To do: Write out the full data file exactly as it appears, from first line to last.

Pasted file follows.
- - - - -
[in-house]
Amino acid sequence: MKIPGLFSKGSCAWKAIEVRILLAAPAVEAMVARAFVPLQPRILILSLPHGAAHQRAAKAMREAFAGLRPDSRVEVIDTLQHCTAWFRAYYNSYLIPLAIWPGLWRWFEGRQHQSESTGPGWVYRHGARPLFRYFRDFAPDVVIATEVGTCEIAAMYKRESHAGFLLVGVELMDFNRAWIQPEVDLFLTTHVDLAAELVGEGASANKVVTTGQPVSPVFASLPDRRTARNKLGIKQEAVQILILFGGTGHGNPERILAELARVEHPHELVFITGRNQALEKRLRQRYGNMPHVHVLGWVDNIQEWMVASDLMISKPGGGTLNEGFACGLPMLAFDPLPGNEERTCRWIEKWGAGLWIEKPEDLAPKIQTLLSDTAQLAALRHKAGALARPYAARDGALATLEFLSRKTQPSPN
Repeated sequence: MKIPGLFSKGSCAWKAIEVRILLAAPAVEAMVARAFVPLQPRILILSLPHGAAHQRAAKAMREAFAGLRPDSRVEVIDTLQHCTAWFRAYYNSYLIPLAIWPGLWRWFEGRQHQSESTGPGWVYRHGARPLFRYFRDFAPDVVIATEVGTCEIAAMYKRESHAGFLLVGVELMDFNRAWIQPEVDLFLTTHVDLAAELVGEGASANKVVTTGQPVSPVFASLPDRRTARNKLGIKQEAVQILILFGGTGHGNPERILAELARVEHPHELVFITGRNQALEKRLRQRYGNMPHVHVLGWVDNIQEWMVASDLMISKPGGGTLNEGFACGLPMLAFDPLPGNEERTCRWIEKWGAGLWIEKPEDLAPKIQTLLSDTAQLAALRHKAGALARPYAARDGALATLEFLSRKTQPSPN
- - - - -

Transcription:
[in-house]
Amino acid sequence: MKIPGLFSKGSCAWKAIEVRILLAAPAVEAMVARAFVPLQPRILILSLPHGAAHQRAAKAMREAFAGLRPDSRVEVIDTLQHCTAWFRAYYNSYLIPLAIWPGLWRWFEGRQHQSESTGPGWVYRHGARPLFRYFRDFAPDVVIATEVGTCEIAAMYKRESHAGFLLVGVELMDFNRAWIQPEVDLFLTTHVDLAAELVGEGASANKVVTTGQPVSPVFASLPDRRTARNKLGIKQEAVQILILFGGTGHGNPERILAELARVEHPHELVFITGRNQALEKRLRQRYGNMPHVHVLGWVDNIQEWMVASDLMISKPGGGTLNEGFACGLPMLAFDPLPGNEERTCRWIEKWGAGLWIEKPEDLAPKIQTLLSDTAQLAALRHKAGALARPYAARDGALATLEFLSRKTQPSPN
Repeated sequence: MKIPGLFSKGSCAWKAIEVRILLAAPAVEAMVARAFVPLQPRILILSLPHGAAHQRAAKAMREAFAGLRPDSRVEVIDTLQHCTAWFRAYYNSYLIPLAIWPGLWRWFEGRQHQSESTGPGWVYRHGARPLFRYFRDFAPDVVIATEVGTCEIAAMYKRESHAGFLLVGVELMDFNRAWIQPEVDLFLTTHVDLAAELVGEGASANKVVTTGQPVSPVFASLPDRRTARNKLGIKQEAVQILILFGGTGHGNPERILAELARVEHPHELVFITGRNQALEKRLRQRYGNMPHVHVLGWVDNIQEWMVASDLMISKPGGGTLNEGFACGLPMLAFDPLPGNEERTCRWIEKWGAGLWIEKPEDLAPKIQTLLSDTAQLAALRHKAGALARPYAARDGALATLEFLSRKTQPSPN